Consequences in Design

Published 7 months ago • 2 min read


First of all, thank you for responding to the two surveys I included in my last email. These things really help me, not just because they assist me in producing better content, but perhaps even more so because they motivate me. Writing a newsletter can at times feel very lonely because, let's face it, it's very one-directional. Therefore, receiving feedback really helps me because it tells me that there are at least a couple of you who read my emails and enjoy them. If you haven't answered these five simple questions yet, there's still time.

A quick summary? Sure!

  • Most of you found me through social media (56%), which was a bit surprising, but I really didn't know what to expect either.
  • No one rated the content as bad or terrible (phew!). 52% think it's good, and a whopping 30% think it's great.
  • 3% think the design of the newsletter is bad. If this is you, please hit reply and tell me how I can improve it!
  • Many of you mentioned that you appreciate the personal approach that I have to writing and sharing experiences. This makes me feel all kinds of (good) emotions!
  • Most of you mentioned that you want more frequent emails, which is nice to hear and something I'll do my best to do. I feel like I'm already making progress!

Lately, I've been thinking more about user research (we're finalizing a couple of new things at Summer Health), and this podcast episode made me write down a couple of thoughts. I'm thinking that going forward, not every blog post needs to be a thoughtfully curated masterpiece. After all, some of the reading I tend to enjoy online the most is similar to Anthony Hobday's.

So without further introduction, here’s something I just wrote on user research, how every design project is a series of decisions, and how all decisions have consequences and compromises.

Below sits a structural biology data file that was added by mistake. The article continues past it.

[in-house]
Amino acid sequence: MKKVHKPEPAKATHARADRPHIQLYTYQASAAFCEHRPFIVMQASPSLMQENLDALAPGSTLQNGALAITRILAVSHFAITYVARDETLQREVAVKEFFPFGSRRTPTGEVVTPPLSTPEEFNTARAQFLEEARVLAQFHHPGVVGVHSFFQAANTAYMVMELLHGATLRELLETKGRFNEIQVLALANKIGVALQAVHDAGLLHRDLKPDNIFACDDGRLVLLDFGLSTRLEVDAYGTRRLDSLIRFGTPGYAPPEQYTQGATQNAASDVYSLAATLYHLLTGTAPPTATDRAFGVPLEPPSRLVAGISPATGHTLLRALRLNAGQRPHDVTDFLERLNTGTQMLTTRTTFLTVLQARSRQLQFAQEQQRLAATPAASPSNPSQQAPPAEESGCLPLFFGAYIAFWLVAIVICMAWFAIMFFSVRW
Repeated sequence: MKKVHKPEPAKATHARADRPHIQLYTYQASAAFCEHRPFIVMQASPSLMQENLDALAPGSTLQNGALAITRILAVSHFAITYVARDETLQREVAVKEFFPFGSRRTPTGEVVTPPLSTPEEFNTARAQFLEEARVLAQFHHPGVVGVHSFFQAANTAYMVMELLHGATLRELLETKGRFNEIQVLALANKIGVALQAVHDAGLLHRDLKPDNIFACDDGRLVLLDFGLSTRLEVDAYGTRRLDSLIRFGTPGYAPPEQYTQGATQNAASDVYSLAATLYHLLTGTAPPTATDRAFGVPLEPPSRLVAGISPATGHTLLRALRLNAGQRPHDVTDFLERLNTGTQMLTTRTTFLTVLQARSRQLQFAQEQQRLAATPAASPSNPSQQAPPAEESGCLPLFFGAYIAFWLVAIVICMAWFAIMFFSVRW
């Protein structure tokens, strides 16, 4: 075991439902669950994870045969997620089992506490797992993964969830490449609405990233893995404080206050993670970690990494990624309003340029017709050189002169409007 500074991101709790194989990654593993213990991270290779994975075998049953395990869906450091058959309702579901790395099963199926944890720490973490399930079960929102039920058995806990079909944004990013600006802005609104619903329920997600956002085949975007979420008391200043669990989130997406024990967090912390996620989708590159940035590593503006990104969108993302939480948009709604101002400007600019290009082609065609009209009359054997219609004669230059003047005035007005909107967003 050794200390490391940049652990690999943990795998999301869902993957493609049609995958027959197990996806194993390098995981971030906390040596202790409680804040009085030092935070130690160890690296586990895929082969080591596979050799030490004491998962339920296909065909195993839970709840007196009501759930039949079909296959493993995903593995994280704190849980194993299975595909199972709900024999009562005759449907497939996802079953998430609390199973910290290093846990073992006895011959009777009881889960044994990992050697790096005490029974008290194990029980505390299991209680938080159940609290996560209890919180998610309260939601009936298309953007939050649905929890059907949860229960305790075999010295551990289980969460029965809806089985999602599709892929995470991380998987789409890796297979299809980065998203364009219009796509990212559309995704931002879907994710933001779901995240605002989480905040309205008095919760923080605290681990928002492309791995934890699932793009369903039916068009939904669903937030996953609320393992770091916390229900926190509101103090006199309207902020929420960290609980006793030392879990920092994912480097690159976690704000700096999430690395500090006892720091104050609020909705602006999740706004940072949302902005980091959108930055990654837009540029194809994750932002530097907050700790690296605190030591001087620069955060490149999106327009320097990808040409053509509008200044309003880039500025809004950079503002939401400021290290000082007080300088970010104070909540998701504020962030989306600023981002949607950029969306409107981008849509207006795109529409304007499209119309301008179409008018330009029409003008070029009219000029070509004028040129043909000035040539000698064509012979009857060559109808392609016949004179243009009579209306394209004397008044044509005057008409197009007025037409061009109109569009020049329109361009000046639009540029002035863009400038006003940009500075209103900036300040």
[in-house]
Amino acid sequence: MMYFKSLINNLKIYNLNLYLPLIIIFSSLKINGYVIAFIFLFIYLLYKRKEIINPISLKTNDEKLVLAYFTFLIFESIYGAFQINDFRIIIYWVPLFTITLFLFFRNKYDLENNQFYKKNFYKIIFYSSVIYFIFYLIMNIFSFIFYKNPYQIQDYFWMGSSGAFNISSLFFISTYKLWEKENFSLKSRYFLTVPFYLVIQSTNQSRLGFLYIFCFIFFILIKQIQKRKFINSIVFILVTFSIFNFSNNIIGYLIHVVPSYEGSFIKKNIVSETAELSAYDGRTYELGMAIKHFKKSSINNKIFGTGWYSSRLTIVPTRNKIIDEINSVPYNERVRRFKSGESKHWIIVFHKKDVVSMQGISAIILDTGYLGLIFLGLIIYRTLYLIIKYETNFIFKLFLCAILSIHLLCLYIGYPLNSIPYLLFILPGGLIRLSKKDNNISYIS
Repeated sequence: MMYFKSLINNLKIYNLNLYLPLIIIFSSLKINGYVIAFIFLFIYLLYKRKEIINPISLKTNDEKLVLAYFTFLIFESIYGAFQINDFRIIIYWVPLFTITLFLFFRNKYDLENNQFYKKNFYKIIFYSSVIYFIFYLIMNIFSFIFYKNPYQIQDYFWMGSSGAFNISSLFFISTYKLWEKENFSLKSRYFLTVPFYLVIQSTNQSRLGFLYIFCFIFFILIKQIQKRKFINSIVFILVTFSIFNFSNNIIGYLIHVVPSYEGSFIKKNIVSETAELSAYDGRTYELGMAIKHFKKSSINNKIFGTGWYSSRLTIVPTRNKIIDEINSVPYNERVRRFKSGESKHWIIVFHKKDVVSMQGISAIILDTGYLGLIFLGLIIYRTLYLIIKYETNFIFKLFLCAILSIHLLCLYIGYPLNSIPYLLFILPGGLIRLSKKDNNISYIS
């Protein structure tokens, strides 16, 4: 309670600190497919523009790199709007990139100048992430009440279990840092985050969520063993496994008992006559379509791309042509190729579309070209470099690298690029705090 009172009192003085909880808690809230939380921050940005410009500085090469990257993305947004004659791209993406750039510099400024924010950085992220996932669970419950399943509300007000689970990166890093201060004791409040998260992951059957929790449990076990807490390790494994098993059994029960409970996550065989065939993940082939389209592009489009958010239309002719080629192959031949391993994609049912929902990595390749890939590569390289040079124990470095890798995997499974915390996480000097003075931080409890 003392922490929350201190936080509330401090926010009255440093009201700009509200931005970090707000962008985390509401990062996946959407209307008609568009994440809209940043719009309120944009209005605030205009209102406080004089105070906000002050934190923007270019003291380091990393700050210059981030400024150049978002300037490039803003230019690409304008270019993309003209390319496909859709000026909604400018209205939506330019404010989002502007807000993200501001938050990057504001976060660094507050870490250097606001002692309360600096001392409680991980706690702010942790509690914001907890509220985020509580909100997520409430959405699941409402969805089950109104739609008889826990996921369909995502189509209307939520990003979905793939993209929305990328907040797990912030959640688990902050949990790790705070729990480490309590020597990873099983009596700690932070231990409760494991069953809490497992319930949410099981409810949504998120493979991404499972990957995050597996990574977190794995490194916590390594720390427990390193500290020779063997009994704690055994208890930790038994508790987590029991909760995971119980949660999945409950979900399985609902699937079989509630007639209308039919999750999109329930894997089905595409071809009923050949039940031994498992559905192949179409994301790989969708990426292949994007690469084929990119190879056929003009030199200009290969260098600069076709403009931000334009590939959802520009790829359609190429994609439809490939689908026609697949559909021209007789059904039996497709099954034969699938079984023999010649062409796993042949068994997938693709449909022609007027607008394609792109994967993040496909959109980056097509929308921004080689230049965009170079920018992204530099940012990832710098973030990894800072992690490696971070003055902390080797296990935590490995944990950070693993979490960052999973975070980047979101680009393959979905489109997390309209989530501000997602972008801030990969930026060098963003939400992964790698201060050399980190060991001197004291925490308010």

Many of you also mentioned that you enjoyed the links I share so here are a couple of things I’ve enjoyed online lately.

Things I’ve read

After having time to reflect I believe more than ever that the very best outcomes flow from great leadership that combines the head and the heart.

I’d be remiss if I didn’t note that in all of this there is also a cautionary tale for anyone who succeeds at something — which is that
the higher you climb, the smaller your world becomes. It’s a strange paradox but the richest and most powerful people are also some of the most isolated.

I found myself frequently looking at Elon and seeing a person who seemed quite alone because his time and energy was so purely devoted to work, which is not the model of a life I want to live.

Talk again soon! And hit reply if you want to ask me anything!


Sharing the insights I’ve uncovered about design and strategy is a not-so-secret passion of mine. The design industry is constantly changing, growing, and redefining itself and I’d love to share what my more than 25 years in the field thinks about that with you!

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